Dungbe Lhakhang is a privately owned temple located above Tshangkha Primary School at an elevation of 2498 m. The turnoff to Dungbe is approximately 30.5 km west of Trongsa on the Trongsa–Thimphu highway, with a further 4.5 km along a feeder road. The Lhakhang is a two-story temple built in the traditional Bhutanese architectural style with a pinnacle atop the building.
According to informant Tshering Peldon and a written document that resides at the temple, the name Dungbe refers to the conch shape of the area where the temple is located (in Dzongkha, dung refers to a conch). Dungbe Lhakhang was built as a one-story temple at the end of the 17th century by Lama Pema Wangchen after he received a prophecy in his dream from Mindroling Terchen Rinpoche. The lama was then in retreat with his brother, Ugyen Jurmi Tenzin, at Gangtey Sangnag Choling, Gangtey Gonpa (built-in 1613).
In this dream, Lama Pema Wangchen saw a lama with a blue hat stating: “I am Mindroling Terchen (Terdak Lingpa 1646–1714). Younger brothers need to come to Mindroling in Tibet to establish this religious tradition in Bhutan.” The brothers did indeed go, learned all the teachings of the Mindroling tradition, and then returned to Bhutan. Lopen Pema Wangchen was sent back with a statue of Guru Rinpoche as an inner relic for the temple, and it still remains at Dungbe Lhakhang to this day.
The temple was enlarged to three stories in early 1882 under the guidance and support of Gongsar Ugyen Wangchuck, with the physical work done by Tangsibji (sTang si sbis) and Tshangkha (Tsang mkhar) communities.
Several statues were installed during this renovation: an eleven-faced Avalokiteshvara with a thousand eyes and arms (Chugchizhey Chagton Chentong) and two Bodhisattvas to its right and left; the Buddha Amitabha (Oepame); and the female deity Tara (Drolma) sized at the height of a man. A Buddhist canon and the Nyingma collected works (Nyinmai Gyubum) were donated, and an inner chapel of the guardian deity Yeshi Gonpo (Mahakala) was placed on the left side of the main statue.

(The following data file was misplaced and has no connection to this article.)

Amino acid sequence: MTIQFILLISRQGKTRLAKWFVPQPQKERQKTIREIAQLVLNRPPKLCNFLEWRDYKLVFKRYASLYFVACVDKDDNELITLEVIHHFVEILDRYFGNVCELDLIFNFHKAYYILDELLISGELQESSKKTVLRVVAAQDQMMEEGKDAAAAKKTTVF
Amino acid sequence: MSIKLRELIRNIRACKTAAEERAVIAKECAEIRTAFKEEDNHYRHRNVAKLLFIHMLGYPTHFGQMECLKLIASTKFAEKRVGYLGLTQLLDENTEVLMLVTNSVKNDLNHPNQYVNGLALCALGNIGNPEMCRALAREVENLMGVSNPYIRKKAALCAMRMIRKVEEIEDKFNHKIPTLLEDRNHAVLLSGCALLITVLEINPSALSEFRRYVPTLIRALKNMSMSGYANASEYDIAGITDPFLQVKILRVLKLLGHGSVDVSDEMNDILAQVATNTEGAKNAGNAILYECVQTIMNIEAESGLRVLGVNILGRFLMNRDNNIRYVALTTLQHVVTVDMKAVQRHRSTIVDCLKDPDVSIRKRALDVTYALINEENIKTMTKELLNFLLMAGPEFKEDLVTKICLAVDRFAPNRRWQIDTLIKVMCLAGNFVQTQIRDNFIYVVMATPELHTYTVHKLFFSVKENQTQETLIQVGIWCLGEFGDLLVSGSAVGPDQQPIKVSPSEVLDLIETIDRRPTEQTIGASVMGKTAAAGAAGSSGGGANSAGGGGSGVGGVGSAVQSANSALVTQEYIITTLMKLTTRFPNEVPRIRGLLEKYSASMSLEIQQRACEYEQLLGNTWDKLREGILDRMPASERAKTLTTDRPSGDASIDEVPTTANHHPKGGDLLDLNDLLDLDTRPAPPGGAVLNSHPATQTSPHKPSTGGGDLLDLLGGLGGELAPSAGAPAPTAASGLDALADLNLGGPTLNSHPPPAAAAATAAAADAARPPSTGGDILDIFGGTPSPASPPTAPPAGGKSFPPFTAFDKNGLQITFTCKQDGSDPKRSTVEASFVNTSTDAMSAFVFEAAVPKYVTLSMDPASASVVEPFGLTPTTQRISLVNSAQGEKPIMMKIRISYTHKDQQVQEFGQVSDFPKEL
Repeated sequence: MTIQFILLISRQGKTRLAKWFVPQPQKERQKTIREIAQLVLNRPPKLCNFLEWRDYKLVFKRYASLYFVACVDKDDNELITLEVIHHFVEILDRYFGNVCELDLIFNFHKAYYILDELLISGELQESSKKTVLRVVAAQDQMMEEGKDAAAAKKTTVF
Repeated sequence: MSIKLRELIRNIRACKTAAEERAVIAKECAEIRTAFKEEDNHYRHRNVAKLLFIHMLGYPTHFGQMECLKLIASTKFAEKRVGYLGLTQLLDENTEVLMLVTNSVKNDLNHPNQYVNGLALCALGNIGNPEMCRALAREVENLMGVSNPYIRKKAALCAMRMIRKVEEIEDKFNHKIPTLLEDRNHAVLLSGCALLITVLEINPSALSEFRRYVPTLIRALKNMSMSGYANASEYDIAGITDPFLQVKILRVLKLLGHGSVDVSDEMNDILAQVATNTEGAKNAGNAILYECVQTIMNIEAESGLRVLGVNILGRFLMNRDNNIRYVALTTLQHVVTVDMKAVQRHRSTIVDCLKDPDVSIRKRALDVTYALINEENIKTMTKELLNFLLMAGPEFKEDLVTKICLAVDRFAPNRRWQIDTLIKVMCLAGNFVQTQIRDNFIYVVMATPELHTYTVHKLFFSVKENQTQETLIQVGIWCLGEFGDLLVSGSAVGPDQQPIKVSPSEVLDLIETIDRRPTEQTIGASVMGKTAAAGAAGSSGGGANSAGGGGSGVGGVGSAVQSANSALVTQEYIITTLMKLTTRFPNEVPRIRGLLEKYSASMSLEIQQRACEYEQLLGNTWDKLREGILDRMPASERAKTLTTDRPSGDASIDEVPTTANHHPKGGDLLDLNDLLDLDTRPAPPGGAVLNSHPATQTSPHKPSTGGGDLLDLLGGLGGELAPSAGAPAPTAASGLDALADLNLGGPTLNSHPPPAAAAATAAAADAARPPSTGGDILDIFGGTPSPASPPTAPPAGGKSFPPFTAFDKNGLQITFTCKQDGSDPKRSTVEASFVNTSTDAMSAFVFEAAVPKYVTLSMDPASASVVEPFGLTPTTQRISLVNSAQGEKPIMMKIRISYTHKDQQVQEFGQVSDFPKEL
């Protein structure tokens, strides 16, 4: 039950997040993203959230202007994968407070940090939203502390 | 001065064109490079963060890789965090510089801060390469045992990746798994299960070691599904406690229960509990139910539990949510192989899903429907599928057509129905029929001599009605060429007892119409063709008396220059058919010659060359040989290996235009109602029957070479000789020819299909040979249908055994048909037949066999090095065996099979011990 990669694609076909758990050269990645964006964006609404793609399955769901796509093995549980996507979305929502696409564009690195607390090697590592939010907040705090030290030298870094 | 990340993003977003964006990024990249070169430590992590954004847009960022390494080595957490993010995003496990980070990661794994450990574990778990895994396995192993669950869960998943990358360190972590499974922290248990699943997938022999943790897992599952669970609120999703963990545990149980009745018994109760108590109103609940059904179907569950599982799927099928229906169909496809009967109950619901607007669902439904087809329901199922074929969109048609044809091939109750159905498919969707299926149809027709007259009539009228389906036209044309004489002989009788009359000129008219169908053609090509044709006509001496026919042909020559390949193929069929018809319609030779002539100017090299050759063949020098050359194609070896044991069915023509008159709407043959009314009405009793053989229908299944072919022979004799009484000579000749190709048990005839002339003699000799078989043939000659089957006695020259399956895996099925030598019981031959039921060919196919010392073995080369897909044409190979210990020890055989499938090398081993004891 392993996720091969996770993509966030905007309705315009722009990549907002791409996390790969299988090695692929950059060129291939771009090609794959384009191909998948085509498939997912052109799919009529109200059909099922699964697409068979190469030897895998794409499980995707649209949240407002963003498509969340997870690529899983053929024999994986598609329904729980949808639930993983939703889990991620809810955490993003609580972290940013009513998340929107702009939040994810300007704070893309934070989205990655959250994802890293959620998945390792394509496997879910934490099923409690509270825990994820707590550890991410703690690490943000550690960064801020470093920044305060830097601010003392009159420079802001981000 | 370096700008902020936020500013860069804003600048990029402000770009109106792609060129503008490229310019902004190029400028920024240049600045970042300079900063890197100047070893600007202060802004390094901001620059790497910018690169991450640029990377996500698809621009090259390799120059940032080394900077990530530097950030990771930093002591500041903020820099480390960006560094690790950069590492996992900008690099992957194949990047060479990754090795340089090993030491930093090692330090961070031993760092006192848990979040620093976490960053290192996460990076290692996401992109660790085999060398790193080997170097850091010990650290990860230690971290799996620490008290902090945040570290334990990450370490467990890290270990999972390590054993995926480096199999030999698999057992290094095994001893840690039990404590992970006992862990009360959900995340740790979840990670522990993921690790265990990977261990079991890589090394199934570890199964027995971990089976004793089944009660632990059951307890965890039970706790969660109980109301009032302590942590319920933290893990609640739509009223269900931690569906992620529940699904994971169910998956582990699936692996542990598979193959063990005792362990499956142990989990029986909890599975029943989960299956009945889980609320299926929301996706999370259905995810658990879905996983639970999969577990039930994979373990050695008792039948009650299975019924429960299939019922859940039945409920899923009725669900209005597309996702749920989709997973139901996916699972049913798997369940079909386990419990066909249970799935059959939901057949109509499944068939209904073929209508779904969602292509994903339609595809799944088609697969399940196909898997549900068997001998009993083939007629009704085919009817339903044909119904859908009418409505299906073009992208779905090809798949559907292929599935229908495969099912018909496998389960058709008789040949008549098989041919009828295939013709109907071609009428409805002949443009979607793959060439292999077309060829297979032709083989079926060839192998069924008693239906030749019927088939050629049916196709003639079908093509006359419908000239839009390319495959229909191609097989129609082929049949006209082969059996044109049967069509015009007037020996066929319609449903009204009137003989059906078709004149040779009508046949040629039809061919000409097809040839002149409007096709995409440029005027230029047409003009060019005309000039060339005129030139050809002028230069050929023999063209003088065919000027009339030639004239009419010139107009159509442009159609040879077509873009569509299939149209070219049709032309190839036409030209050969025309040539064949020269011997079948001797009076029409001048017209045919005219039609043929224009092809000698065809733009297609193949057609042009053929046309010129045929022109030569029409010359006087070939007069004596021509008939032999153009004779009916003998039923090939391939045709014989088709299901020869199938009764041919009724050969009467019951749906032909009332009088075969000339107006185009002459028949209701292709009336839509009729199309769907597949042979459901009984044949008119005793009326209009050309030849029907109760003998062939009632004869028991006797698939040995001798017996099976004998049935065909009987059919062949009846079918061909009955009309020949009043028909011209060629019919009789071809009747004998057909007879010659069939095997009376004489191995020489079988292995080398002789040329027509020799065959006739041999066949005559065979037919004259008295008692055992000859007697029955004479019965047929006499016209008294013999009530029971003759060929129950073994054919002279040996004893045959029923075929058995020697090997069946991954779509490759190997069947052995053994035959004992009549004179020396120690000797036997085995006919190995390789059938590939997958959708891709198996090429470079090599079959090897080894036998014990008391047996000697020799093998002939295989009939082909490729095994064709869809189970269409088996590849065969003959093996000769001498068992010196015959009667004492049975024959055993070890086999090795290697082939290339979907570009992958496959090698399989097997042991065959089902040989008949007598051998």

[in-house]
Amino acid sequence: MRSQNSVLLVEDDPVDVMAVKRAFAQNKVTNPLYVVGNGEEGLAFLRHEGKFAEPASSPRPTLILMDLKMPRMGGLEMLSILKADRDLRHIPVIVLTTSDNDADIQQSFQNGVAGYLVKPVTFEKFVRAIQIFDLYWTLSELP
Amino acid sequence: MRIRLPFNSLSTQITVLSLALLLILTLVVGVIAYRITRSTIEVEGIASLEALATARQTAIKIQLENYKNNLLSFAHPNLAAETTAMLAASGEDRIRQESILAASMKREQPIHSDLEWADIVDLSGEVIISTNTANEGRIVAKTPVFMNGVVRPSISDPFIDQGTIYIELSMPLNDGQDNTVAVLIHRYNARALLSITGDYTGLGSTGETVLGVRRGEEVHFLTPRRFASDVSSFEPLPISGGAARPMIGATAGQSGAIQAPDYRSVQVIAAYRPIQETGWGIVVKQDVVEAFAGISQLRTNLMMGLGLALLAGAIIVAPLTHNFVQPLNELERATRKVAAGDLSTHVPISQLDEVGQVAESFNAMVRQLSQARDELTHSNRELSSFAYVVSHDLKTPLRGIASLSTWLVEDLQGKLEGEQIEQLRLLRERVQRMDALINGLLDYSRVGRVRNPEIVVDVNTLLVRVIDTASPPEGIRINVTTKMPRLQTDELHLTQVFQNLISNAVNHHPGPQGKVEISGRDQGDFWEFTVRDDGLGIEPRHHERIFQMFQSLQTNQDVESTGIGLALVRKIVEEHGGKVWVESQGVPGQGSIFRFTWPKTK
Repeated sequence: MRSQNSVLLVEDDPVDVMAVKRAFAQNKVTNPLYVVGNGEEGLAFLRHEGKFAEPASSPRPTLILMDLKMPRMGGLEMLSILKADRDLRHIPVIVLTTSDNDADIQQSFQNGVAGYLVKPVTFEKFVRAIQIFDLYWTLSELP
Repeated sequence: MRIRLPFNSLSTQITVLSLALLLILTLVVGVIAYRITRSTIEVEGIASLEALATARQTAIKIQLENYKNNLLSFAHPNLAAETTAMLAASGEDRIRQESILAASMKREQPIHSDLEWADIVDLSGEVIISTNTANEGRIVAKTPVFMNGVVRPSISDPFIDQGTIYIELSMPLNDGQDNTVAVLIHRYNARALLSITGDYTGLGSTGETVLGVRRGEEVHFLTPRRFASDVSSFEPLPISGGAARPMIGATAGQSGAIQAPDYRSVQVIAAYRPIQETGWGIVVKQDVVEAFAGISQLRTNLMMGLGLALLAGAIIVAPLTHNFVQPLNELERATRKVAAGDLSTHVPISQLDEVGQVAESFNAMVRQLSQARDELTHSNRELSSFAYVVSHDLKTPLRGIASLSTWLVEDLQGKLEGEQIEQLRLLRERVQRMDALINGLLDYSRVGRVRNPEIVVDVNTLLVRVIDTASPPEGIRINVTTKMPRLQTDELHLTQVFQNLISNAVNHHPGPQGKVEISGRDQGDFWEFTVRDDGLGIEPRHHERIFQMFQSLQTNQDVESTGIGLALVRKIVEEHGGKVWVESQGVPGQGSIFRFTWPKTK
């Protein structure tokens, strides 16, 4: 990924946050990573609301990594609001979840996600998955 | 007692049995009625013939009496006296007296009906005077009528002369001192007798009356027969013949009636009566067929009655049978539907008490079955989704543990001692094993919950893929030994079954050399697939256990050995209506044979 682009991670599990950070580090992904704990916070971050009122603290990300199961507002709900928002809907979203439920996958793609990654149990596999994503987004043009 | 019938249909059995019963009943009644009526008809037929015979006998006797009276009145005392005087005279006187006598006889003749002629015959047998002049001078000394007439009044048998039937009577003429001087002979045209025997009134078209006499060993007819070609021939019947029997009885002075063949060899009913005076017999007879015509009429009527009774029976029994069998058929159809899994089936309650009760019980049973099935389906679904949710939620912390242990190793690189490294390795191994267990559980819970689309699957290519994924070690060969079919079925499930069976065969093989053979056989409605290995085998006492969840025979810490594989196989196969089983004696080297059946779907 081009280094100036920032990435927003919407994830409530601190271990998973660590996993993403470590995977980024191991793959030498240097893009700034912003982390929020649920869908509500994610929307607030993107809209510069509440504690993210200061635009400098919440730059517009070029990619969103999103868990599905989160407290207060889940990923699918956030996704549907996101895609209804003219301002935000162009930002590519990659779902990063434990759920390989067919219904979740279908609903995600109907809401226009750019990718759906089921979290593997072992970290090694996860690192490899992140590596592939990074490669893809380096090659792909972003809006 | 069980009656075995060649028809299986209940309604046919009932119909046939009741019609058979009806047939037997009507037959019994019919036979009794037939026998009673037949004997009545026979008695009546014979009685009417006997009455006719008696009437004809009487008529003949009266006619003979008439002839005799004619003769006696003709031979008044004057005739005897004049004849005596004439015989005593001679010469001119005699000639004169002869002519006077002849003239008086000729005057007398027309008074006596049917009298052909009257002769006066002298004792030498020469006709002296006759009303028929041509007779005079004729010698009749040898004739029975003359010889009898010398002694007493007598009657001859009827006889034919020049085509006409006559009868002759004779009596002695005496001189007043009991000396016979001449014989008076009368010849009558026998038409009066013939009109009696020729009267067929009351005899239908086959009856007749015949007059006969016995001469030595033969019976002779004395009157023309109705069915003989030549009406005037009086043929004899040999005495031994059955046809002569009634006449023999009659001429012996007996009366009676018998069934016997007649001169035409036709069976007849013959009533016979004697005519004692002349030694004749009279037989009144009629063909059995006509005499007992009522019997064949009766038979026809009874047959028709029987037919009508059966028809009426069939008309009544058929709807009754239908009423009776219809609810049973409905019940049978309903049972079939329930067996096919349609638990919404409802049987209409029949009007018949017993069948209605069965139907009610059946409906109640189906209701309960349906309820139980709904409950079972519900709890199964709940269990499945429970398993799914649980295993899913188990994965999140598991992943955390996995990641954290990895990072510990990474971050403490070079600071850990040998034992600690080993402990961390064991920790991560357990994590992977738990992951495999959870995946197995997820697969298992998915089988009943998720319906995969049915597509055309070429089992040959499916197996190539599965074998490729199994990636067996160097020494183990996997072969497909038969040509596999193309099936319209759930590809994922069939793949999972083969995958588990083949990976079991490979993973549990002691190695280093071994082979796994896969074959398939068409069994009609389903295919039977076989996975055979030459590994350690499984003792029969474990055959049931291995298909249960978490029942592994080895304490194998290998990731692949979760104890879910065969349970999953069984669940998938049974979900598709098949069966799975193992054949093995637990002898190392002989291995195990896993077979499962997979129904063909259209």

There was a further renovation in 2003–2004 carried out by the late owner, Tenzin Wangdi, during which the third story was dismantled. Financial support for this renovation was given by the 4th King of Bhutan, Jigme Singye Wangchuck, and His Holiness the 70th Je Khenpo, Trulku Jigme Choedra. Tenzin Wangdi donated a 1.5 m tall statue of the deity Phurpa, and his relative, Ugyen Tshomo, donated the building’s golden pinnacle.
There are several sacred places attributed to Guru Rinpoche located within a ten to fifteen-minute walk to the right of the temple. The artifacts located there include a stone in the shape of a drain. It is believed
that when Guru Rinpoche was trying to subdue the local demon, this demon transformed into a large snake; with his magical powers, Guru Rinpoche dragged the snake, thus forming the shape of a drain on the stone. There is also a stone in a shape of a bathtub where Guru Rinpoche took his bath.
Below the temple there is a holy water source named sha’u khe, meaning “holy water (khe)” formed by a “deer (sha’u).” It is believed that Guru Rinpoche rode through on a deer, and the deer’s horn hit a stone, whereupon holy water began to flow.
The two-story temple is built in the traditional Bhutanese design from stone, mud, and wood. The stairs and a balcony leading to the main entrance of the temple are constructed from wood, and a golden pinnacle sits atop the temple.
Inside, there are paintings of the Kagyu lineage with an assembly of wrathful deities on the right side of the main entrance and the Kagyu lineage with Buddha and his followers to the left.
The chapel of the protective deity (Yeshi Gonpo) houses paintings of an assembly of peaceful and wrathful deities to the left of the main statue and one of Zhabdrung Ngawang Namgyel and Guru Rinpoche on the opposite side.
Although the temple is privately owned, it is used as a place of religious activity for the community. The owner and community coordinate a fasting and prayer practice called Nyungne in the 2nd month of the Bhutanese calendar; an offering to the protective deity Yeshi Gonpo in the 11th month; and an annual ritual (tsechu) from the 7th–11th days of the 7th month, with sponsorship from Tangsibji and Tshangkha communities. The rituals are carried out by monks from Tangsibji, Tshangkha, and the Trongsa dzong.